Brushing out the dead undercoat of a Tibetan Spaniel
What your groomer will do with this type of coat is simple (but it takes a lot of work).  Most of the dead undercoat can be brushed out (this is the tough part). This will leave your dog feeling a lot lighter, and it will almost look like we clipped some of the hair shorter.  It only looks like that because with all the heavy undercoat gone, the longer top coat lies flat and looks smoother.  Once all this hair is removed we will tidy up some of the long bits that are sticking out (along the legs, bum, ears, and belly).  This gives your dog a much neater silhouette. (Obviously your dog isn't just brushed, a shampoo and condition, a thorough fluff dry, and nail clipping + ear cleaning                                                                                                              are also included in a groom)

In our profession we would never refuse to clip one of these dogs.  What the owner wants, the owner gets, but we do advise against it for the following reasons:

A clipped coat that has grown back very dull and rough
  1. The coat may never grow back the same as before.  The rough and dull looking undercoat grows faster than the lovely looking guard hairs.  This can leave you with a dull and patchy looking dog.  The lovely rich and silky coat may not grow back to it's full glory
  2. Once your dog looks rough and patchy you are going to want to get him groomed more often because he will look a lot smarter when all the hairs are at the same length...this will mean more grooming bills.
  3. The dogs coat has evolved into this double coat for a reason (as described above).  By clipping your dogs coat you are interfering with this ability to regulate their own temperature
In certain cases of extremely matted dogs we are left with no choice but to clip the coat short.  We don't like doing it but in the long run it is better for the dog to have a matted coat removed completely.  In these cases it would be unfair to subject the dog to hours of brushing and de-matting.

I hope that this will be helpful coming into the warmer months and that you might re-think clipping your dog this summer!

Thanks for reading,

Carolyn Zenker
Muttz For Cutz

Wednesday, 15 January 2014

Winter Grooming

We get a lot of questions about getting dogs groomed during the winter months.  I always tell people that it all depends on the dogs living arrangements.

My advice would be against clipping dogs short that live outside, especially if they live outside at night!  If your dog lives primarily indoors and is just left outside for the occasional potty break or a walk, then there should be no reason why the dog cannot get his/her coat clipped short.  There are lots of lovely coats and jackets on the market that will keep your dog warm during the trips outdoors.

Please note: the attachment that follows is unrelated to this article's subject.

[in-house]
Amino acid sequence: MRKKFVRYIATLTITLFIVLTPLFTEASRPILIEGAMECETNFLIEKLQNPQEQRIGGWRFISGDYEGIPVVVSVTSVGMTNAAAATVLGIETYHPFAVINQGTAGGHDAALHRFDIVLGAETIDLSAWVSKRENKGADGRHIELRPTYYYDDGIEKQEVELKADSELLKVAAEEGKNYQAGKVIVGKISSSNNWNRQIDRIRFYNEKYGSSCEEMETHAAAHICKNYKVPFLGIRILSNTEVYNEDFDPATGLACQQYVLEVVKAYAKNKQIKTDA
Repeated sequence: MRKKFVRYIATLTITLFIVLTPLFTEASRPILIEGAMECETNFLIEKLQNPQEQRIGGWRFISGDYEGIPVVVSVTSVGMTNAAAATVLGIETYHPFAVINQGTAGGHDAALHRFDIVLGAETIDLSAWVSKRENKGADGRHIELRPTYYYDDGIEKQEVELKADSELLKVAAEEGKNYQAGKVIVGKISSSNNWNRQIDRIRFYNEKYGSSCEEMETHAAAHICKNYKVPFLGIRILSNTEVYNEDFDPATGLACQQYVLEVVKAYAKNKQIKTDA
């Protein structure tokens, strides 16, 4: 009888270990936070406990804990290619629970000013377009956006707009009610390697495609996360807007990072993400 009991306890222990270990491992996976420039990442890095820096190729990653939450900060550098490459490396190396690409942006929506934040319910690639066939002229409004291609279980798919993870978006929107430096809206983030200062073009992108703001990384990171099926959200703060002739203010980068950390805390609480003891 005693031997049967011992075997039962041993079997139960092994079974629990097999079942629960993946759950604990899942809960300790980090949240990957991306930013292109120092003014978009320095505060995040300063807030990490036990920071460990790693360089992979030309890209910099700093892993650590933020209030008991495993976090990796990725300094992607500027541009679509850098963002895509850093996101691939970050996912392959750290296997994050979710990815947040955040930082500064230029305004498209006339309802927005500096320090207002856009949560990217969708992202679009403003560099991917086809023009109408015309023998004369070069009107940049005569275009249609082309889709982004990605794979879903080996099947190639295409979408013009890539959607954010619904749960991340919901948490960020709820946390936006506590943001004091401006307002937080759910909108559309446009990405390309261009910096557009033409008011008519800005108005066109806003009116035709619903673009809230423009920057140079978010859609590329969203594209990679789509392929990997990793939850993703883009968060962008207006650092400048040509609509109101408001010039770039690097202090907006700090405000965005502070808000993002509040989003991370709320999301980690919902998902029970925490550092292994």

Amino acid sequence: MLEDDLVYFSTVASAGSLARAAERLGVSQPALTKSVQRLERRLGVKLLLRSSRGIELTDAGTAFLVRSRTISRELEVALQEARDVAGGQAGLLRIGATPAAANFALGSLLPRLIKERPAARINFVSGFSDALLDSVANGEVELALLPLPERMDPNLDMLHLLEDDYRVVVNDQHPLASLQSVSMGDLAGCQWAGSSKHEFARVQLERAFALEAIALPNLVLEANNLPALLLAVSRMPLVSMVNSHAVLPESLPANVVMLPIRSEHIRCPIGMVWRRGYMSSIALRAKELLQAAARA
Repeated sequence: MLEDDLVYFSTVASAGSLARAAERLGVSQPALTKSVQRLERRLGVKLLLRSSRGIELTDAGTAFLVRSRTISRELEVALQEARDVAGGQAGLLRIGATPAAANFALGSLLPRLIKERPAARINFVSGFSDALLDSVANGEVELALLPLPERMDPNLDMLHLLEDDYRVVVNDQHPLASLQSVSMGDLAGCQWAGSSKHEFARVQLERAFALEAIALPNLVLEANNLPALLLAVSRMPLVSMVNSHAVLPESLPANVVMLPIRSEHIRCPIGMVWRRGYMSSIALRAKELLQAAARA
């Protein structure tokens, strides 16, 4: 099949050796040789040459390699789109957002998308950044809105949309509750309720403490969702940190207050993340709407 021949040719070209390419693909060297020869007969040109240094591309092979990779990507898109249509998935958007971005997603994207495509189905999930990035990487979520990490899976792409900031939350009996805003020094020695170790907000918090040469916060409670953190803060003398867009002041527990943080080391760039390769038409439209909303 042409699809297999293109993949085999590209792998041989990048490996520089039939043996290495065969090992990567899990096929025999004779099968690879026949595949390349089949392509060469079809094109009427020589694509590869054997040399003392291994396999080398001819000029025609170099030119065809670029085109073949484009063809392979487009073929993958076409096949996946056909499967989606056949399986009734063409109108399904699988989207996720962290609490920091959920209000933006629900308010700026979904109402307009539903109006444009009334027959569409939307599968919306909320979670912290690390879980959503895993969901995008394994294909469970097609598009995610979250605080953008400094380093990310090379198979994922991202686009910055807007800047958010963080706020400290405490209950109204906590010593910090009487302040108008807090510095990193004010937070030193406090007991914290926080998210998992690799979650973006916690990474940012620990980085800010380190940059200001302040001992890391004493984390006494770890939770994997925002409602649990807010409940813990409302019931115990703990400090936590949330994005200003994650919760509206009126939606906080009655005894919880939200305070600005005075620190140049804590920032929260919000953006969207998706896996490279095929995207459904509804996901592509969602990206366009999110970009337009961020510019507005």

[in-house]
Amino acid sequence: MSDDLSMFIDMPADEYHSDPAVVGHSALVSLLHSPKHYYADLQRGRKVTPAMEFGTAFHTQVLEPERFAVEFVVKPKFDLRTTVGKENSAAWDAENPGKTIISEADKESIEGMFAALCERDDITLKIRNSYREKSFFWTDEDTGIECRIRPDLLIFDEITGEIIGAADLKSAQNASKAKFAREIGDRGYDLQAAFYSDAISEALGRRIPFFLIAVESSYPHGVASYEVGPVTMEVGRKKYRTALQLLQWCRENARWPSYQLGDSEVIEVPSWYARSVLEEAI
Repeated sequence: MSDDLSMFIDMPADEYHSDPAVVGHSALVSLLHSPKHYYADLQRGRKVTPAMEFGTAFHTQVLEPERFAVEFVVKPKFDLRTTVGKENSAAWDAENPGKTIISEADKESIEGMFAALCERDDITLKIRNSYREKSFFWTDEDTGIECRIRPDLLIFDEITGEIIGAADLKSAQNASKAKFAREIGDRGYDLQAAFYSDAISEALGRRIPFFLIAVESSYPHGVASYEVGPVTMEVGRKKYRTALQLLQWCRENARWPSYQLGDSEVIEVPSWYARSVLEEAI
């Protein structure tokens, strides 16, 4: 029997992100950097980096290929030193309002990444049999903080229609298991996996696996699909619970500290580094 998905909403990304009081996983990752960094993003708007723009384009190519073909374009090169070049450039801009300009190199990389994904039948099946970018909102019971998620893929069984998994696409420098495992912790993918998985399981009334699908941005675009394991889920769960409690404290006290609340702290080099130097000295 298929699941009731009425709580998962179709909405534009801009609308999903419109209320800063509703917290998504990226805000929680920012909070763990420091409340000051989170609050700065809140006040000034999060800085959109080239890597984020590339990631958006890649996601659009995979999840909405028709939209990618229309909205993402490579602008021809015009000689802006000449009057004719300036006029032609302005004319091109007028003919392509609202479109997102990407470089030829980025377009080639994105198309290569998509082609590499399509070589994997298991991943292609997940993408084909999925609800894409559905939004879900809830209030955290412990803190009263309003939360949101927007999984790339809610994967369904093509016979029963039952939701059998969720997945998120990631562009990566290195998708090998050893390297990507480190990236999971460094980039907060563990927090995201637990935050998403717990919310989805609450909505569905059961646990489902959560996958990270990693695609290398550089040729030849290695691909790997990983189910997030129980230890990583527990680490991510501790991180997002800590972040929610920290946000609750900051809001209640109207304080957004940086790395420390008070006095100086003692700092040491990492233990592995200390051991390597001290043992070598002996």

Long winter coat option
As a groomer you come across a lot of pet owners who believe they are doing their dogs a favour by not grooming them from October-May, and when the dog is then brought to us they require a complete shave off.  This is especially true for high maintenance breeds like Bichon Frise, Shih Tzu, Yorkshire Terriers etc.  Once the dog is then shaved the usual problems of skin irritations due to clipping can arise, and other skin problems due to matting may be discovered.  This will usually warrant a trip to the Vet and another bill to pay.  It is in the best interest of your dogs' well-being to continue with regular grooming appointments during the Winter!

Depending the the condition of your dogs coat, another option would be to simply keep the dogs coat long during the cold months.  Once the summer arrives (or better yet, if it arrives...stupid Irish Summers!), then the coat can be taken down in length again.

Hope that this will answer some of the questions that come up when deciding on your doggies winter groom!

Carolyn Zenker
Muttz For Cutz

New to Blogging

Hi all,

This is the first official Muttz For Cutz post.  Having never done anything like this before we hope that you will enjoy following our blog.

We are a mobile dog grooming company set up in Naas Co. Kildare, Ireland.  We serve all surrounding counties and hope to expand nation wide in the coming years.

We'd like to keep our customers and fellow groomers updated on everything that's new in the Muttz world, along with some great grooming tips and advice.

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Here's to our first ever blog...may we have many more to come :-)

Carolyn Zenker
Muttz For Cutz Manager